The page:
The effects of short- and long-term ethanol administration on the hepatic content of free proline and on the activity of hepatic enzymes that catalyze the formation and degradation of proline were determined in the rat. The short-term oral administration of ethanol in a dose of 5.5 gm/kg body weight resulted in no changes in hepatic free proline content or in hepatic proline oxidase activity. By contrast, the feeding of ethanol for a period of 1 month resulted in an increase in the total hepatic content of free proline. The hepatic activity of proline oxidase was also increased by long-term ethanol feeding while the activities of arginase, ornithine aminotransferase, Δ1-pyrroline-5-carboxylate reductase, Δ1-pyrroline-5-carboxylate dehydrogenase, and glutamate dehydrogenase remained unchanged. The increase in the hepatic pool of free proline in association with an increase in proline oxidase activity suggests that long-term ethanol administration results in an increased turnover of proline in the liver, in which the increase in synthesis is greater than the increase in degradation. An effect of long-term ethanol feeding in increasing proline degradation may be a cause for the increased oxygen consumption and urea production found in the liver after long-term ethanol ingestion.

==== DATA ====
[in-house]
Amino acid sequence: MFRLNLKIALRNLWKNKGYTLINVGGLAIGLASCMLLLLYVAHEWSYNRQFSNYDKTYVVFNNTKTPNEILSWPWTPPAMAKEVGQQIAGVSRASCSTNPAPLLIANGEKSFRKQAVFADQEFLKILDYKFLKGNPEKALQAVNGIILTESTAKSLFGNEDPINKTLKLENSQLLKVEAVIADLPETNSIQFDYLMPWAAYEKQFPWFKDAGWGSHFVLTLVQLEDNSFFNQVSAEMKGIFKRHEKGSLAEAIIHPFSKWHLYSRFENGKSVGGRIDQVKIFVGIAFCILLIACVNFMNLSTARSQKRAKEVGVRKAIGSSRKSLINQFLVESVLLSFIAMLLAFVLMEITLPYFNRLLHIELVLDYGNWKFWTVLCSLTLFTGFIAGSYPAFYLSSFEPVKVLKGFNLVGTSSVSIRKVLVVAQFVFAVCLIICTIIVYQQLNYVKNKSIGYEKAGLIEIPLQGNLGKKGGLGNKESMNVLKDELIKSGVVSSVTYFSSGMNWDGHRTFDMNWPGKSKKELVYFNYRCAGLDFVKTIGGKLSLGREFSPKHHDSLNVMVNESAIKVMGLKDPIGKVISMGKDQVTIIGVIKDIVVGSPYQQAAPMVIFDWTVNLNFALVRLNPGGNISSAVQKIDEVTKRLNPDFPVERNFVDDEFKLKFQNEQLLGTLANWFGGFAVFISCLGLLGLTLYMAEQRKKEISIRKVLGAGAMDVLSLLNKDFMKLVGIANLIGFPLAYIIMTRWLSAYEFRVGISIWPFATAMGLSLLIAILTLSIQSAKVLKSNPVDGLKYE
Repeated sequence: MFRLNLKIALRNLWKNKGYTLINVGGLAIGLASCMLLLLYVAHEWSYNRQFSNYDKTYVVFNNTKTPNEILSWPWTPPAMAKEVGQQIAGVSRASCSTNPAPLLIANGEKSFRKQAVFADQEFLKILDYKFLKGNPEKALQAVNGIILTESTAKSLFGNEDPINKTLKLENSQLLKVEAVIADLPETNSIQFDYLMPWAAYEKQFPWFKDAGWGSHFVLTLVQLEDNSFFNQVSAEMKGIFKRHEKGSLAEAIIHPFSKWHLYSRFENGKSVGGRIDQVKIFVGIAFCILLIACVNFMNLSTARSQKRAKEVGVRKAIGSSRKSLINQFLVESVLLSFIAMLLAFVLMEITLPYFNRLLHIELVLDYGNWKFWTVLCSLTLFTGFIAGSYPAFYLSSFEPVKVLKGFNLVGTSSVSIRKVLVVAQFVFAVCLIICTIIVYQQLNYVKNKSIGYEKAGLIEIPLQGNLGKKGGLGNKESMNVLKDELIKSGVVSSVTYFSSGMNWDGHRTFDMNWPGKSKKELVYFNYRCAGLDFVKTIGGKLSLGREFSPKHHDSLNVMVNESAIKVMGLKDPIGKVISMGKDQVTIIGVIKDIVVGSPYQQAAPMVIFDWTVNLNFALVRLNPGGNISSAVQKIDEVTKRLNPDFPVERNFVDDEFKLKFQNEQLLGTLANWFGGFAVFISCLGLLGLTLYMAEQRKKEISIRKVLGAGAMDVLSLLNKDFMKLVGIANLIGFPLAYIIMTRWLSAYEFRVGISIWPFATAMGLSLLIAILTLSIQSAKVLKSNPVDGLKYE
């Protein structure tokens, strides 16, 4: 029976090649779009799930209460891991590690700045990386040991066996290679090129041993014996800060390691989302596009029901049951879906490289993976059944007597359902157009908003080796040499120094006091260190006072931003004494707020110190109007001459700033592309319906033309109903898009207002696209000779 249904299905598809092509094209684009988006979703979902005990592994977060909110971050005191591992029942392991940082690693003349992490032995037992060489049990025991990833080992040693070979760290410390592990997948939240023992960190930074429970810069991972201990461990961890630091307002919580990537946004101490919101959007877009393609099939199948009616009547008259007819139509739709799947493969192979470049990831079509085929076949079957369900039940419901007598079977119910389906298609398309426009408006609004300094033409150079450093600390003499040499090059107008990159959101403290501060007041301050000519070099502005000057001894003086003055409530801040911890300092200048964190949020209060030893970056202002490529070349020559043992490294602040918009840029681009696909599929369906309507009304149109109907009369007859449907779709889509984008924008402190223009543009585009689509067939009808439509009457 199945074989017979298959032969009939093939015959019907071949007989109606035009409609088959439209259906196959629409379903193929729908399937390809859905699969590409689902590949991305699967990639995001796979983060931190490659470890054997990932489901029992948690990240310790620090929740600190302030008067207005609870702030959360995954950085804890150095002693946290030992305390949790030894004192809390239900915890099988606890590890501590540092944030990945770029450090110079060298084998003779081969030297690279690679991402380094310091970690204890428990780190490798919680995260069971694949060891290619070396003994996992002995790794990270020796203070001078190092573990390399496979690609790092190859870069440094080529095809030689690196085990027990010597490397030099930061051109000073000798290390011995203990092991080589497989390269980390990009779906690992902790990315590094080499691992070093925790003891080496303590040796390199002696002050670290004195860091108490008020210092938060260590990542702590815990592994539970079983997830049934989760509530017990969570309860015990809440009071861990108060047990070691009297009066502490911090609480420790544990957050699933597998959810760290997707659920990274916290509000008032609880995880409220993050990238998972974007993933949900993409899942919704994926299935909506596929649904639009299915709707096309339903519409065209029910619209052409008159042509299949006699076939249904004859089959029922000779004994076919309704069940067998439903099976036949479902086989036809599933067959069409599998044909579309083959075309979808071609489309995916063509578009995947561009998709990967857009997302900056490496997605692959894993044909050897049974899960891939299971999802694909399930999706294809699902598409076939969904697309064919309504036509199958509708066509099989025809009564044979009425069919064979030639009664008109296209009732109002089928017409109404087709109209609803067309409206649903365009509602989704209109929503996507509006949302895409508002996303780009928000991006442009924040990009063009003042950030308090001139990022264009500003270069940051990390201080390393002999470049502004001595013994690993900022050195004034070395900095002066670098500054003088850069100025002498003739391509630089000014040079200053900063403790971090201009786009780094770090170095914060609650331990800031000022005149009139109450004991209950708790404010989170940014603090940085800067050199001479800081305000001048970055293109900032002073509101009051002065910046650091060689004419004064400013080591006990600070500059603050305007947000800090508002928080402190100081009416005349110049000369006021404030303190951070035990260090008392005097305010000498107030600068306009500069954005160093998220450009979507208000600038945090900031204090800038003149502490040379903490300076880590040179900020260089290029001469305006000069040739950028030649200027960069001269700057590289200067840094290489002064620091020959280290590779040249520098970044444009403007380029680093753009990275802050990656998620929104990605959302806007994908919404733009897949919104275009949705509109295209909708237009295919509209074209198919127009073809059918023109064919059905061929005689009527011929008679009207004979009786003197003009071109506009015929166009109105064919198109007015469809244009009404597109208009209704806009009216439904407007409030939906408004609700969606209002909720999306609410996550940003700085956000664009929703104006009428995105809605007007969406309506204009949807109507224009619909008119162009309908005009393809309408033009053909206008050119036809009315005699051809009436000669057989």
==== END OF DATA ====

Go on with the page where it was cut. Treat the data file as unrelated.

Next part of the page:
|Original language||English (US)|
|Number of pages||8|
|Journal||The Journal of laboratory and clinical medicine|
|State||Published - Nov 1981|
ASJC Scopus subject areas
- Pathology and Forensic Medicine